The 2015-2016 college sports cycle owns a dubious distinction: In both football and now basketball, last-play errors on the part of both officials and the replay system altered the outcomes of games.
What separates the two incidents: In football, at least the involved conference didn’t have to walk back an initial determination.
First, the background: Wednesday night in Fort Collins, Colorado, college basketball suffered an embarrassment on par with the Miami-Duke fiasco from the recent college football season. The Comeback covered the story of Colorado State’s disputed win over Boise State.
Writer Kevin McGuire rightly noted that one should not have expected the Mountain West to award the victory to Boise State, even if it was determined that the shot should have counted. McGuire pointed out that the ACC didn’t reverse the outcome of Miami-Duke, a game which initially underscored the need for reforms of both rules and policies related to replay and the adjudication of both calls and game outcomes.
Friday, McGuire’s analysis was affirmed in full.
The Mountain West Conference — which stated in the immediate aftermath of Wednesday’s chaos that James Webb III’s shot should not have counted — admitted its mistake. The league reversed course and said Boise State should have won the game.
The Mountain West, however, did not change the result. Colorado State will keep the victory.
As you could imagine, Boise State head coach Leon Rice wasn’t pleased.
ESPN’s Andy Katz put the situation — and Rice’s analysis of it — in appropriate context:
Rice said one of the officials told him Wednesday that they would take as long as needed to get the call right.
“That being said, we have an opportunity to get it right now,” Rice said.
The Mountain West cited Rule 5, Section 5, that a result of a game cannot be overturned.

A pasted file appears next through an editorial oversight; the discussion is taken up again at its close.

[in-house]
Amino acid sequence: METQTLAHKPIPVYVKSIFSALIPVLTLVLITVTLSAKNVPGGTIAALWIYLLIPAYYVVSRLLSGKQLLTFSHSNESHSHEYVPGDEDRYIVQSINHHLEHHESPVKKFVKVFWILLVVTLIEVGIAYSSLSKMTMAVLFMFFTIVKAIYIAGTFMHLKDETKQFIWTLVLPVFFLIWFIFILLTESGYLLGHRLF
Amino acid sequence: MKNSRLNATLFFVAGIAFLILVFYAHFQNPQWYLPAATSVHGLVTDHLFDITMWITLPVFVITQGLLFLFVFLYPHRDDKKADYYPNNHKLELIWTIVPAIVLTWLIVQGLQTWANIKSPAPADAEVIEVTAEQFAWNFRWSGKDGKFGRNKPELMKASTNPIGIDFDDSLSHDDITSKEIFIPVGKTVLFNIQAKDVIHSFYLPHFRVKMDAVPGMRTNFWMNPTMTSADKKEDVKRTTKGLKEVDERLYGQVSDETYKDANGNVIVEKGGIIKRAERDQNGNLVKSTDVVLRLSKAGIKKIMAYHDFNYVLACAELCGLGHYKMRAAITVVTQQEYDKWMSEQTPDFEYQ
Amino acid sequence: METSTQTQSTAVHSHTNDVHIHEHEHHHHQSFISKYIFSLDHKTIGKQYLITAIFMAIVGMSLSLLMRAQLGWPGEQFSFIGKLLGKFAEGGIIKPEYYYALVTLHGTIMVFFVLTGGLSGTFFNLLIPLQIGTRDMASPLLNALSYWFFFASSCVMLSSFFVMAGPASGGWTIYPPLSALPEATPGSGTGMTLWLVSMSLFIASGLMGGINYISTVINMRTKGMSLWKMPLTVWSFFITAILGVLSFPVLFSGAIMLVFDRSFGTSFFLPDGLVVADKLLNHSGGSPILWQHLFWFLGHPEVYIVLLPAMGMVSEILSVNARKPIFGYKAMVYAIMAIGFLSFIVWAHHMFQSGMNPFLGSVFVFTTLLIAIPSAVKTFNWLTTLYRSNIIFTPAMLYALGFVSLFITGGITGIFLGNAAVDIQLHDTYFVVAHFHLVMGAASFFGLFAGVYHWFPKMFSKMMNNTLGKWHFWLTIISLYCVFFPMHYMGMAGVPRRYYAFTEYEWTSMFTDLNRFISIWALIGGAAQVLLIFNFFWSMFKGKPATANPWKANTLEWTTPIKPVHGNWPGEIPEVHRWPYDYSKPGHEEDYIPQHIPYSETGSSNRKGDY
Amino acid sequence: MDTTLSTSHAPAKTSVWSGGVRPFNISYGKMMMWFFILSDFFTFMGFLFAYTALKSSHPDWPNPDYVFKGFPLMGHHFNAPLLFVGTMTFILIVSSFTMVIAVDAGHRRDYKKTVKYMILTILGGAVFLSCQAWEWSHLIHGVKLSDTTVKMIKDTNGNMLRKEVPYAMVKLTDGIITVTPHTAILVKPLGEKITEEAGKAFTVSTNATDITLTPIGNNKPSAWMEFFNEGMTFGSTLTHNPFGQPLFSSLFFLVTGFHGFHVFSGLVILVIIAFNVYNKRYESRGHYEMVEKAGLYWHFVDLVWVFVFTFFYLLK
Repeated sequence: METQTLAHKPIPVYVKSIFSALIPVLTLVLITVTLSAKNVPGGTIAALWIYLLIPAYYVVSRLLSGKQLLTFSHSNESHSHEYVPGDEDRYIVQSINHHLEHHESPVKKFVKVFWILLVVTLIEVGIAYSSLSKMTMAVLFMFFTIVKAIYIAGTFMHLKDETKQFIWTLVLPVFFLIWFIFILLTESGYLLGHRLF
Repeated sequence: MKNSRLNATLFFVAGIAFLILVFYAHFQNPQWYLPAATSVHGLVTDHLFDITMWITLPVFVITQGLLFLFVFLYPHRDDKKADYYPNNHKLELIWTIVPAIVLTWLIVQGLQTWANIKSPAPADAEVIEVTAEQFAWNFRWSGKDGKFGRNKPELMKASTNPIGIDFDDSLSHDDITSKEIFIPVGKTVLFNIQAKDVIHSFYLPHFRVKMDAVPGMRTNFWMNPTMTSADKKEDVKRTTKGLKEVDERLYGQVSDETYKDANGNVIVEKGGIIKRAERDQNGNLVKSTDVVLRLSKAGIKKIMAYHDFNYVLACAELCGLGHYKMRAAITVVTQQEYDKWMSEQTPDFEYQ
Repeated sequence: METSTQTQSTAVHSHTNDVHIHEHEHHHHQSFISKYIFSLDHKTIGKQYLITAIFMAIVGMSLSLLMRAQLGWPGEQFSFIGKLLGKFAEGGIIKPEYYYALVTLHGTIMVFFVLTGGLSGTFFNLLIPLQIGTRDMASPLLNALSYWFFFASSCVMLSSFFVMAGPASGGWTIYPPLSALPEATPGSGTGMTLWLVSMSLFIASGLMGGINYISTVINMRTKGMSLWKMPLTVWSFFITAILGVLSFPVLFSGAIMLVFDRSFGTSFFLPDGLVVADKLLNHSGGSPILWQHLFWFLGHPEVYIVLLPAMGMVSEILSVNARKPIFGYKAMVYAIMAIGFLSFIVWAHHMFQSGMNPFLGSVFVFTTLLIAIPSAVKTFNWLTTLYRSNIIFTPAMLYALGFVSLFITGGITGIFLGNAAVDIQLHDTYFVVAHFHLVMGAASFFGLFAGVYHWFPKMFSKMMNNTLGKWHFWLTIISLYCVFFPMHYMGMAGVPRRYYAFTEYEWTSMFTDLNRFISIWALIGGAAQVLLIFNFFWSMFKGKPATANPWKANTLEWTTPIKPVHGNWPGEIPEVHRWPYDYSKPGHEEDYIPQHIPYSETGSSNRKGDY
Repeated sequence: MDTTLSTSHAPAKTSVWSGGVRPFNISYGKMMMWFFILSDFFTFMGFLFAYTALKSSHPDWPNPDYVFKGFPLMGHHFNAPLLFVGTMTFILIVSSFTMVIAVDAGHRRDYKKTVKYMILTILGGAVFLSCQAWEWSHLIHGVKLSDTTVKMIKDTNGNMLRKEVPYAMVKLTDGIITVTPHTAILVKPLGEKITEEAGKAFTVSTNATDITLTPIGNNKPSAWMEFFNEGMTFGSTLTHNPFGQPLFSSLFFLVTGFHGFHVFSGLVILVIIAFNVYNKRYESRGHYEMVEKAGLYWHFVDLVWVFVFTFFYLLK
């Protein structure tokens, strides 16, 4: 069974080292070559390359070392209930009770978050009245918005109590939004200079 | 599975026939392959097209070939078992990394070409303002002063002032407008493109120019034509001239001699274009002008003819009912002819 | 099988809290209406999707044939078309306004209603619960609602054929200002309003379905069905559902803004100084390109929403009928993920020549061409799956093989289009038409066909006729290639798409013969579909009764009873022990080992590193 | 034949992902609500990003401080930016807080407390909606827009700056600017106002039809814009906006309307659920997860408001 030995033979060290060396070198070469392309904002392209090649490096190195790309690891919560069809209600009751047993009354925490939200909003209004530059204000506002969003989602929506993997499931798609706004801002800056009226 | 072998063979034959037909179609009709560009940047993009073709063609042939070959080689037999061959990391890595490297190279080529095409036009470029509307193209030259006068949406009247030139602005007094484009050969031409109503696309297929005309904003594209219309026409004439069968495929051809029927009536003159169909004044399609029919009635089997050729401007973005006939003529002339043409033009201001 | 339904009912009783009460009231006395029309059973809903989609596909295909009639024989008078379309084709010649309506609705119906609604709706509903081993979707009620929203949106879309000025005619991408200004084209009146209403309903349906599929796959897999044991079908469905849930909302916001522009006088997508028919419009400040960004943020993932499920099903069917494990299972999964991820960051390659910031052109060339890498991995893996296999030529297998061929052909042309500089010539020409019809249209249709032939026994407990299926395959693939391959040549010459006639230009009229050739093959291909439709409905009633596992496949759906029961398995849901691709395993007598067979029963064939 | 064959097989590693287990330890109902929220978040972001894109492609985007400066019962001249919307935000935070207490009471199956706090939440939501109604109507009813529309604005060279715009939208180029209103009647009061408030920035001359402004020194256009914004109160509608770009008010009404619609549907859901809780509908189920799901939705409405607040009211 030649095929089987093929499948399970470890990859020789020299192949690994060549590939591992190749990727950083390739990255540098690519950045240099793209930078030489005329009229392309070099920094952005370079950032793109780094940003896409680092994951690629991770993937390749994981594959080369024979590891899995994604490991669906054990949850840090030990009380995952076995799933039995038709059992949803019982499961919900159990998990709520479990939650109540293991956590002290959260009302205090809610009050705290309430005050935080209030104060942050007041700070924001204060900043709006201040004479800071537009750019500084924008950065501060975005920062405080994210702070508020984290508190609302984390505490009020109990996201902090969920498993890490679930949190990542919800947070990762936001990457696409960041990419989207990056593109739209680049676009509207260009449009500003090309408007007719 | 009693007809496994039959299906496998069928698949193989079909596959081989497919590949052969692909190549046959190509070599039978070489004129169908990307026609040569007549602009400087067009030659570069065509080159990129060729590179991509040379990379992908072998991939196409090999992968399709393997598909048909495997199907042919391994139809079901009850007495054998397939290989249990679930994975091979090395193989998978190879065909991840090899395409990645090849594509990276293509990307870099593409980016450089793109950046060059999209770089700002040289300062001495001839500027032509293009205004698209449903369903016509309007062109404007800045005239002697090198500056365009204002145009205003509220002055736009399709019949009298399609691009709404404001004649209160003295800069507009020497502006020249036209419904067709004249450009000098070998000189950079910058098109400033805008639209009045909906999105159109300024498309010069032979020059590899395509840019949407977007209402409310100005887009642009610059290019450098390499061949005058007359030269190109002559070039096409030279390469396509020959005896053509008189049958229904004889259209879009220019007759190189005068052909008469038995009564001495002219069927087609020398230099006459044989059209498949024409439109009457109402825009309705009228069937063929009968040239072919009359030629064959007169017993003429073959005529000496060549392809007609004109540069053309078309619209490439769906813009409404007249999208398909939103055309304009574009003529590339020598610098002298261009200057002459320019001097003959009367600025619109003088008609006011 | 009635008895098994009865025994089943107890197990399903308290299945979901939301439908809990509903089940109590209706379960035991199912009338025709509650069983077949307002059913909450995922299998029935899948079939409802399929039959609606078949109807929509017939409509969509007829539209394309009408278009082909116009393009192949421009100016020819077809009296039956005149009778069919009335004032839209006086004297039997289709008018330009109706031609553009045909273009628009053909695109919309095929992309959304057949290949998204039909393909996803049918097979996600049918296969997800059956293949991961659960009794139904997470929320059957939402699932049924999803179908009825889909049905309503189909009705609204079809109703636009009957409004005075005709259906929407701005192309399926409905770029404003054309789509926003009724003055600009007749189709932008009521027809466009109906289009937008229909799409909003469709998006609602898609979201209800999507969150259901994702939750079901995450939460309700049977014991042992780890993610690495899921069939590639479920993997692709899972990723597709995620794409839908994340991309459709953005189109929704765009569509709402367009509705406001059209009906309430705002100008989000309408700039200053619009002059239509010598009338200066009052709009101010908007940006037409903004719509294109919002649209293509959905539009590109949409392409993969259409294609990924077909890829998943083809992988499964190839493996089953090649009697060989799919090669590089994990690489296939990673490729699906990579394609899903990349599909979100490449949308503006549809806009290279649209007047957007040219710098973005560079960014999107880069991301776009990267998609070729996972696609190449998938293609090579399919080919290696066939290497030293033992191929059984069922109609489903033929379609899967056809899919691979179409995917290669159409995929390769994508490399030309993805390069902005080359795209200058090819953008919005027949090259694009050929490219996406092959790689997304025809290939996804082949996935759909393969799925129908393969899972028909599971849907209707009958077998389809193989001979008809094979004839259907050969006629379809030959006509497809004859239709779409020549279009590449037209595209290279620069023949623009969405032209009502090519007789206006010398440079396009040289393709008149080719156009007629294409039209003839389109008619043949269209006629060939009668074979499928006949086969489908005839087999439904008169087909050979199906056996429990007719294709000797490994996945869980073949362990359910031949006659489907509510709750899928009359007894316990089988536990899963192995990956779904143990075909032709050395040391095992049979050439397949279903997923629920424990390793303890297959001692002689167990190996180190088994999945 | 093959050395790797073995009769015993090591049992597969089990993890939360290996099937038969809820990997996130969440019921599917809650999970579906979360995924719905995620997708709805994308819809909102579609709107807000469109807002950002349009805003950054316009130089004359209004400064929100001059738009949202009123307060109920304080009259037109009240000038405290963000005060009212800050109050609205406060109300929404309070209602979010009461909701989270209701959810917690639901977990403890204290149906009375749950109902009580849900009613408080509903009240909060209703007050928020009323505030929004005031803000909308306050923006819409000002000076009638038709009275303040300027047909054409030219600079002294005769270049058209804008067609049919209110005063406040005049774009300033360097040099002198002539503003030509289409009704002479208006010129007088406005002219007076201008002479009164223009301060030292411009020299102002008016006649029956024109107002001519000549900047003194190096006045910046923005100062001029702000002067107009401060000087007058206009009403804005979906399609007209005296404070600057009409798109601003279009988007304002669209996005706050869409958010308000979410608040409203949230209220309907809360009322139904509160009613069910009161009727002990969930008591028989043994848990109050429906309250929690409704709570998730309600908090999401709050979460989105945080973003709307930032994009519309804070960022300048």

“We’re doing all we can,” Rice said. “I don’t believe there is a formal protest, but it wasn’t human error, it was a technological error, so the game should be over and Boise should get the W.”
It’s really rather absurd, isn’t it?
If getting the call right matters most; taking as much time as necessary to get the call right is deemed desirable; and the play in question is the last play of the game (at least, if ruled correctly), shouldn’t any sane conference handbook have rules and policies elastic enough to enable said conference to switch a result?
Oh, but that would require critical thinking and basic reasoning skills. We can’t have logic in rulebooks and policy manuals, now, can we? In college sports, there seems to be no room for grown-up people in positions of authority to exercise common sense.
It all seems to spit in the face of what it means to receive — or offer — a college education.
Someone tell Boise State’s basketball players — just like Duke’s football players — what educational message is being sent by refusing to reverse outcomes flowing from last-play officiating and replay errors.